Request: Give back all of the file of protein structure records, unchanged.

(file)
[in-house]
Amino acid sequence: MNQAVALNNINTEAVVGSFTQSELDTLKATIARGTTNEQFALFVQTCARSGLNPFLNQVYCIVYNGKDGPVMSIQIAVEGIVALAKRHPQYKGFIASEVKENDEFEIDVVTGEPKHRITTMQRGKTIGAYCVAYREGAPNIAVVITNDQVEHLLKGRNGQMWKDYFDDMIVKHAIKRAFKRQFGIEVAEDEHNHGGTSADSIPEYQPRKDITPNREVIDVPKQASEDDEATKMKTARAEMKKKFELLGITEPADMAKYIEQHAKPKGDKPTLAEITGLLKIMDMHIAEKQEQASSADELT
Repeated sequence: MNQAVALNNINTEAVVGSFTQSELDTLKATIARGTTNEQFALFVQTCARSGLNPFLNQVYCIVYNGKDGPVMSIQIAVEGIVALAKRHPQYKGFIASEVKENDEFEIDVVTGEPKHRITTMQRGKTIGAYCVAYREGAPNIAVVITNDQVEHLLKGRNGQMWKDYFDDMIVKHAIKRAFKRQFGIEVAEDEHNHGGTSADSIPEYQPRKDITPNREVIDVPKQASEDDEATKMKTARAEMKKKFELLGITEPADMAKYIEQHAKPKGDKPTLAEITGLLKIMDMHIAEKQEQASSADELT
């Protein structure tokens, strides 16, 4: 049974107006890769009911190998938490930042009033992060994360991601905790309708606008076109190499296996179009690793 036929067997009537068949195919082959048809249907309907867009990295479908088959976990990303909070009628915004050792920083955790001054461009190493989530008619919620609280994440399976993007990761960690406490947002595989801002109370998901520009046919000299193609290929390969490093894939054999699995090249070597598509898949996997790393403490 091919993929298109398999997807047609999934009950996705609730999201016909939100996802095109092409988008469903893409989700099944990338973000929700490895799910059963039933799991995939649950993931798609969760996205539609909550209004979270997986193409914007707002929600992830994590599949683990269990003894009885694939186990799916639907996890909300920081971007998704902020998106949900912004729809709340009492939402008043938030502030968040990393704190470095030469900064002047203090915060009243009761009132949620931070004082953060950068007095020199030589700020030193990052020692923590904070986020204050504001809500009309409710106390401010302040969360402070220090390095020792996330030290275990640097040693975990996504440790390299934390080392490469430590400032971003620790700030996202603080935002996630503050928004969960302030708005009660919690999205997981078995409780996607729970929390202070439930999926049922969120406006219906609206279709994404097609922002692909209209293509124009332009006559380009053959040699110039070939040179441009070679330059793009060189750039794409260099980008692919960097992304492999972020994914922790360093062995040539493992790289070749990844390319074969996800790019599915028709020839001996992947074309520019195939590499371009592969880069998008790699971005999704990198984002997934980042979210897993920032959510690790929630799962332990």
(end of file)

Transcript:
[in-house]
Amino acid sequence: MNQAVALNNINTEAVVGSFTQSELDTLKATIARGTTNEQFALFVQTCARSGLNPFLNQVYCIVYNGKDGPVMSIQIAVEGIVALAKRHPQYKGFIASEVKENDEFEIDVVTGEPKHRITTMQRGKTIGAYCVAYREGAPNIAVVITNDQVEHLLKGRNGQMWKDYFDDMIVKHAIKRAFKRQFGIEVAEDEHNHGGTSADSIPEYQPRKDITPNREVIDVPKQASEDDEATKMKTARAEMKKKFELLGITEPADMAKYIEQHAKPKGDKPTLAEITGLLKIMDMHIAEKQEQASSADELT
Repeated sequence: MNQAVALNNINTEAVVGSFTQSELDTLKATIARGTTNEQFALFVQTCARSGLNPFLNQVYCIVYNGKDGPVMSIQIAVEGIVALAKRHPQYKGFIASEVKENDEFEIDVVTGEPKHRITTMQRGKTIGAYCVAYREGAPNIAVVITNDQVEHLLKGRNGQMWKDYFDDMIVKHAIKRAFKRQFGIEVAEDEHNHGGTSADSIPEYQPRKDITPNREVIDVPKQASEDDEATKMKTARAEMKKKFELLGITEPADMAKYIEQHAKPKGDKPTLAEITGLLKIMDMHIAEKQEQASSADELT
């Protein structure tokens, strides 16, 4: 049974107006890769009911190998938490930042009033992060994360991601905790309708606008076109190499296996179009690793 036929067997009537068949195919082959048809249907309907867009990295479908088959976990990303909070009628915004050792920083955790001054461009190493989530008619919620609280994440399976993007990761960690406490947002595989801002109370998901520009046919000299193609290929390969490093894939054999699995090249070597598509898949996997790393403490 091919993929298109398999997807047609999934009950996705609730999201016909939100996802095109092409988008469903893409989700099944990338973000929700490895799910059963039933799991995939649950993931798609969760996205539609909550209004979270997986193409914007707002929600992830994590599949683990269990003894009885694939186990799916639907996890909300920081971007998704902020998106949900912004729809709340009492939402008043938030502030968040990393704190470095030469900064002047203090915060009243009761009132949620931070004082953060950068007095020199030589700020030193990052020692923590904070986020204050504001809500009309409710106390401010302040969360402070220090390095020792996330030290275990640097040693975990996504440790390299934390080392490469430590400032971003620790700030996202603080935002996630503050928004969960302030708005009660919690999205997981078995409780996607729970929390202070439930999926049922969120406006219906609206279709994404097609922002692909209209293509124009332009006559380009053959040699110039070939040179441009070679330059793009060189750039794409260099980008692919960097992304492999972020994914922790360093062995040539493992790289070749990844390319074969996800790019599915028709020839001996992947074309520019195939590499371009592969880069998008790699971005999704990198984002997934980042979210897993920032959510690790929630799962332990």